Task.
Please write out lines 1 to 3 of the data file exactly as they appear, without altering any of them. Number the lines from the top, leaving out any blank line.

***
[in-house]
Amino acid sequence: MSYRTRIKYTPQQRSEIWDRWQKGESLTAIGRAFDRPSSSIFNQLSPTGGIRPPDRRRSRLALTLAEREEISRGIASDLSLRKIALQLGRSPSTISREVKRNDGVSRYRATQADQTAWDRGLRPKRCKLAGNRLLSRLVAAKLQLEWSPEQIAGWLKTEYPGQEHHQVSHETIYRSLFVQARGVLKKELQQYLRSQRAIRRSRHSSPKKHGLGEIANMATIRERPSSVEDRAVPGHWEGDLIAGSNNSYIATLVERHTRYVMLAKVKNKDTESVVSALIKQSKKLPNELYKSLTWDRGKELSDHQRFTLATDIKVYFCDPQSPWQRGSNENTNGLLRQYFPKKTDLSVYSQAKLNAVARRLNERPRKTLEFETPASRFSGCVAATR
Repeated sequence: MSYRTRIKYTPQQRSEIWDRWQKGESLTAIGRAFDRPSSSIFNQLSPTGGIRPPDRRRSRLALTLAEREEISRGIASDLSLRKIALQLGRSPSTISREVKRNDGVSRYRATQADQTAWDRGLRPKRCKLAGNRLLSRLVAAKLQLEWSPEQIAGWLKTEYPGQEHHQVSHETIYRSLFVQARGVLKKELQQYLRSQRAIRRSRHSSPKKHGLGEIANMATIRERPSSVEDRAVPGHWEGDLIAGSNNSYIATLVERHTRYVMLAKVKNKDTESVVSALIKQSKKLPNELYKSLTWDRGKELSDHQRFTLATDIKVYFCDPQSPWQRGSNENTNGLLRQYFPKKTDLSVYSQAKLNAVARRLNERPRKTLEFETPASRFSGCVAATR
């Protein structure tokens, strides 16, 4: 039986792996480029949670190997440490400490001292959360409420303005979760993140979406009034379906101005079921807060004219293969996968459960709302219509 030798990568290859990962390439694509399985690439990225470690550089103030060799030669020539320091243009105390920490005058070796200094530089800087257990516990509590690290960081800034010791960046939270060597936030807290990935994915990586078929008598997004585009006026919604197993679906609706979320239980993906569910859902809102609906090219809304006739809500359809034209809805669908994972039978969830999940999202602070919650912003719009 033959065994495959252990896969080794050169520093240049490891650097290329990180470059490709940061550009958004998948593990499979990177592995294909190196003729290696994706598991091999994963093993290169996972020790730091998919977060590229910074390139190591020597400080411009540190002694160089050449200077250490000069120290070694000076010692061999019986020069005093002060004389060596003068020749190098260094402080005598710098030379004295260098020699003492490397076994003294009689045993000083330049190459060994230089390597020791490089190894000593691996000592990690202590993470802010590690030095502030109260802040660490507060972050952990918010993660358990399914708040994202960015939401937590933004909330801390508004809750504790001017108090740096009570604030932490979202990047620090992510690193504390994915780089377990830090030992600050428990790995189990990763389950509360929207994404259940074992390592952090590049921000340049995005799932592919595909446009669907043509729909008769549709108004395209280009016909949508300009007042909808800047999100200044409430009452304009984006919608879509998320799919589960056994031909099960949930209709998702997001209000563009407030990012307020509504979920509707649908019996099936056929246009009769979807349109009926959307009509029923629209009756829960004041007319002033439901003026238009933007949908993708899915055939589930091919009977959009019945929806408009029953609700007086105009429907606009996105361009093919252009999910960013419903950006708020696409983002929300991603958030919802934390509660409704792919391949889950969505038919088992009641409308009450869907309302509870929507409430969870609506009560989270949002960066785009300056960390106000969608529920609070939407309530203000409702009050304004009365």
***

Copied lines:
[in-house]
Amino acid sequence: MSYRTRIKYTPQQRSEIWDRWQKGESLTAIGRAFDRPSSSIFNQLSPTGGIRPPDRRRSRLALTLAEREEISRGIASDLSLRKIALQLGRSPSTISREVKRNDGVSRYRATQADQTAWDRGLRPKRCKLAGNRLLSRLVAAKLQLEWSPEQIAGWLKTEYPGQEHHQVSHETIYRSLFVQARGVLKKELQQYLRSQRAIRRSRHSSPKKHGLGEIANMATIRERPSSVEDRAVPGHWEGDLIAGSNNSYIATLVERHTRYVMLAKVKNKDTESVVSALIKQSKKLPNELYKSLTWDRGKELSDHQRFTLATDIKVYFCDPQSPWQRGSNENTNGLLRQYFPKKTDLSVYSQAKLNAVARRLNERPRKTLEFETPASRFSGCVAATR
Repeated sequence: MSYRTRIKYTPQQRSEIWDRWQKGESLTAIGRAFDRPSSSIFNQLSPTGGIRPPDRRRSRLALTLAEREEISRGIASDLSLRKIALQLGRSPSTISREVKRNDGVSRYRATQADQTAWDRGLRPKRCKLAGNRLLSRLVAAKLQLEWSPEQIAGWLKTEYPGQEHHQVSHETIYRSLFVQARGVLKKELQQYLRSQRAIRRSRHSSPKKHGLGEIANMATIRERPSSVEDRAVPGHWEGDLIAGSNNSYIATLVERHTRYVMLAKVKNKDTESVVSALIKQSKKLPNELYKSLTWDRGKELSDHQRFTLATDIKVYFCDPQSPWQRGSNENTNGLLRQYFPKKTDLSVYSQAKLNAVARRLNERPRKTLEFETPASRFSGCVAATR